We humans are, by nature, social beings who need each other. We need the sense of belonging to communities that sustain, nurture, support and protect us and even give us our sense of personal identity – you can’t make sense of who you are without a social context.
When social cohesion is threatened, the consequences are likely to be serious for us. Just a few weeks ago, the Australian Psychological Society and Swinburne University of Technology released The Australian Loneliness Report, revealing that one in four Australians report feeling lonely for at least half of every week; that loneliness is a greater problem for young adults than older people; that lonely Australians have significantly worse physical and mental health than those who are more socially connected.
It’s easy to imagine how feeling socially isolated, or even excluded, could lead to a state of anxiety or depression, but recent research shows that social isolation directly affects health more generally, by causing changes in the body such as inflammation, cognitive decline, hypertension and poor immune functioning. Socially isolated people are also more likely to have sleep disturbances, to smoke, and to make less use of health-care services. And they are more likely to be exposed to the health risks arising from over-reliance on information technology.
Given all this, it’s hardly surprising that social isolation is now emerging as a greater potential threat to public health than obesity is.
So how might we minimise the risk of social isolation and its consequences?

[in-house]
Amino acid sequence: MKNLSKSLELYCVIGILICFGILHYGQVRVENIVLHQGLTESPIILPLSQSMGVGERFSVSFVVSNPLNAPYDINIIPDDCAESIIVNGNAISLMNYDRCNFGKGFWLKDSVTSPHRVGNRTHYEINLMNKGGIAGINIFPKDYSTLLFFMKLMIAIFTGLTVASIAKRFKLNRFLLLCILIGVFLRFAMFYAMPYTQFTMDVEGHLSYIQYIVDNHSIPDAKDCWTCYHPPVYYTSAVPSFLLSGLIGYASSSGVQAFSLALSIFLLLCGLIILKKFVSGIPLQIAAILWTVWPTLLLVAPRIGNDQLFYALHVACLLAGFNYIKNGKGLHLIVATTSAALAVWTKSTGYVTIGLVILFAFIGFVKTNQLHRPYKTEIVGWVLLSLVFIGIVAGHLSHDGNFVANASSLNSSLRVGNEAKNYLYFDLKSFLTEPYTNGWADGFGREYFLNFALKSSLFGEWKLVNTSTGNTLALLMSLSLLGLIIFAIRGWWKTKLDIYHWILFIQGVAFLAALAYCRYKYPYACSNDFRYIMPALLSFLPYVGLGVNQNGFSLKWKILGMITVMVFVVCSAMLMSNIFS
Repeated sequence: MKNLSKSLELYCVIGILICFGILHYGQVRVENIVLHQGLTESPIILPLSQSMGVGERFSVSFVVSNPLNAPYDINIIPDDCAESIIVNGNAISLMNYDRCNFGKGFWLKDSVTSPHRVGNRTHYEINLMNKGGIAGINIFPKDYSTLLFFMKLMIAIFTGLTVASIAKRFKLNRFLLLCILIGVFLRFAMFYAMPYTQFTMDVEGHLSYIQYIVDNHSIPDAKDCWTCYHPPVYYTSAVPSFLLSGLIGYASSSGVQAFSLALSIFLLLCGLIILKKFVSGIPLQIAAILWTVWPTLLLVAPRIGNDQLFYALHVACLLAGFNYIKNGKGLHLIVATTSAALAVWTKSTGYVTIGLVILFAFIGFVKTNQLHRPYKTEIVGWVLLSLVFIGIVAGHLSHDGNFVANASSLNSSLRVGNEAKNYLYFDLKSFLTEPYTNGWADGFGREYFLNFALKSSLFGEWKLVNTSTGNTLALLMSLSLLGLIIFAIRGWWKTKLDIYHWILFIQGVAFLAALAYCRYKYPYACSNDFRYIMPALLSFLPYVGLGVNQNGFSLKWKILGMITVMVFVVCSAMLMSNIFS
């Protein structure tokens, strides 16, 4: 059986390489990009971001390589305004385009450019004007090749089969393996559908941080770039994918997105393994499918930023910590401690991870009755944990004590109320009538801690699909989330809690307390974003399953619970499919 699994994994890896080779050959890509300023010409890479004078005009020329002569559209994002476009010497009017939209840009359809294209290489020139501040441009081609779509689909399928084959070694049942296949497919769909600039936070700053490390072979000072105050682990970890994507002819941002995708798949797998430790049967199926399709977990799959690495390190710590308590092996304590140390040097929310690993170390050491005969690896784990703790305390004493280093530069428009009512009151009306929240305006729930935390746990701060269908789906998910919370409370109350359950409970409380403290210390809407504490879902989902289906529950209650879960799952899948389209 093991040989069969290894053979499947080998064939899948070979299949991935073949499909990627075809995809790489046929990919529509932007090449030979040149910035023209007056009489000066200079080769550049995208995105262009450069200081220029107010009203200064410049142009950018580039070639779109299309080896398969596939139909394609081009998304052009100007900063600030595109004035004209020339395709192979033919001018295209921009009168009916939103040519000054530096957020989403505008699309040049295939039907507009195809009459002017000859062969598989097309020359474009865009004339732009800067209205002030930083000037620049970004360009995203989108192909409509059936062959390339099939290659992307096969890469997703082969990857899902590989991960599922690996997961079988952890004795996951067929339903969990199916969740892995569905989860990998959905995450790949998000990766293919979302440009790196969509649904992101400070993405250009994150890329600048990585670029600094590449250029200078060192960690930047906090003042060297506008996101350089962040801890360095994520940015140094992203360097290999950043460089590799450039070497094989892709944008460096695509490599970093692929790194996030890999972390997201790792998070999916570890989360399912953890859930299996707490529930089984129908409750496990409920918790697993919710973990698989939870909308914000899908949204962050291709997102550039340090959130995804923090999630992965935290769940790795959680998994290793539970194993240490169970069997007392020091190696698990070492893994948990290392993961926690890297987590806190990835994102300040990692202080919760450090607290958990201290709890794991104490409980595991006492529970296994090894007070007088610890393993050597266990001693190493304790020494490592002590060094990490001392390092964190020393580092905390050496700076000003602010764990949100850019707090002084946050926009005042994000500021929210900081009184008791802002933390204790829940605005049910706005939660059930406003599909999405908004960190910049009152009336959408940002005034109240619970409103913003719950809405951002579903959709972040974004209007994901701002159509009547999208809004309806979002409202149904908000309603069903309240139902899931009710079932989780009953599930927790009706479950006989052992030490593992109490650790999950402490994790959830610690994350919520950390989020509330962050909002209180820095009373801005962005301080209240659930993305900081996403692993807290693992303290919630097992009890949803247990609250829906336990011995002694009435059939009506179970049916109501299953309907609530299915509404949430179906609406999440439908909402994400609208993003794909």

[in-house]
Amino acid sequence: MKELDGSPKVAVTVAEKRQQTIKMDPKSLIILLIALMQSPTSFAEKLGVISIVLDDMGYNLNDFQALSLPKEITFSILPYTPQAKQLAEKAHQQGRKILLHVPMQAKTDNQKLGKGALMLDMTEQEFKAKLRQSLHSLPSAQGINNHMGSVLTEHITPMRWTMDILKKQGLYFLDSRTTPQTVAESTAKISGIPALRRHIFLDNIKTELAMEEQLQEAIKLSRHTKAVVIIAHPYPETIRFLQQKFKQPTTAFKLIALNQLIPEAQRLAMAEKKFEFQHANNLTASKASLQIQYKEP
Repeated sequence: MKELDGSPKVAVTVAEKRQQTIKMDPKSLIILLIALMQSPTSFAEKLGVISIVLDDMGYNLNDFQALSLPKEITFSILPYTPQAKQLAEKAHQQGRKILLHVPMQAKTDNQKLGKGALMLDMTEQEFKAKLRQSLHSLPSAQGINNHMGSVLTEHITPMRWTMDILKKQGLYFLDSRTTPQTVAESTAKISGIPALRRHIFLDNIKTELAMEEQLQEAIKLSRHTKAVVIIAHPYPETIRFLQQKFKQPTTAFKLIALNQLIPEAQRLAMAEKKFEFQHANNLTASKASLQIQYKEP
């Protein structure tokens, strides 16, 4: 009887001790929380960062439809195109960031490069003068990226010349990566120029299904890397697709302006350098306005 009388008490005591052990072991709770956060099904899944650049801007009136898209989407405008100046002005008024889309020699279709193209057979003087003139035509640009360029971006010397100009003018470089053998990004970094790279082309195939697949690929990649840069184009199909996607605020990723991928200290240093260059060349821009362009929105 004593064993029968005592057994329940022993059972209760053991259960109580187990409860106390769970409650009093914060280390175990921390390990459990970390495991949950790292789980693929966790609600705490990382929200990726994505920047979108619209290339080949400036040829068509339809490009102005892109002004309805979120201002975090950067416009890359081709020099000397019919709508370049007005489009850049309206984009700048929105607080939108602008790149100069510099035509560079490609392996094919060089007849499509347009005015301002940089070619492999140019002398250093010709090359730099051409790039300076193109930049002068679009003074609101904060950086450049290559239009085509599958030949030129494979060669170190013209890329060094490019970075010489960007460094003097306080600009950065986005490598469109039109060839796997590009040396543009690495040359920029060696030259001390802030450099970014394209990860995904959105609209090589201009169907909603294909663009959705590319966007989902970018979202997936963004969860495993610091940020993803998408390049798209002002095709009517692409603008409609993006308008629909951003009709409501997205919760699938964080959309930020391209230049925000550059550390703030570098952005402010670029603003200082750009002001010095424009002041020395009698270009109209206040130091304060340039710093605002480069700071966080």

As a starting point, I believe we need a radical culture-shift in the direction of more compassion – more kindness, more tolerance, more generosity, more forgiveness, greater mutual respect – in our public and private lives. We need to abandon the relentless and fruitless pursuit of personal happiness and, adopt, as a way of life, a greater responsiveness to the needs of those around us. As Mahatma Gandhi put it: ‘The best way to find yourself is to lose yourself in the service of others.’
Yet I fear the trend is going in precisely the opposite direction. We humans are not at our best when we are trying to cope with a heightened sense of disruption, uncertainty, insecurity and anxiety, and when we lack a vision, a sense of direction, an explanatory narrative. At such times, we tend to become less compassionate, less tolerant, less forgiving, more self-absorbed, more prejudiced, more vulnerable to fear and generally harsher in our social attitudes. That’s what feeds our obsession with security; it’s what drives our unrealistic yearning for simple certainties; it’s what encourages misplaced faith in so-called ‘strong’ leaders; it’s what pushes some of us in the direction of political and religious extremism.
But the fact that it’s natural for us to freeze up and turn inwards when we are feeling anxious and insecure only increases the urgency of my appeal. In fact, I regard compassion as the only truly rational response to an understanding of what it means to be human. Because we are members of a social species, we thrive when we belong to supportive communities. And if you accept that our moral sense – our moral code – derives from, and is constantly reinforced by, social interactions within a community, then it follows that the only way to ensure our social and moral health is by nurturing and sustaining those communities.
And the only way to do that is by committing ourselves to the deeply civilising discipline of compassion – tempered, of course, by justice and fairness.
Social interaction builds social cohesion; social cohesion builds social capital; social capital builds strong societies. And compassion is like the high-octane fuel that drives the machinery of social cohesion.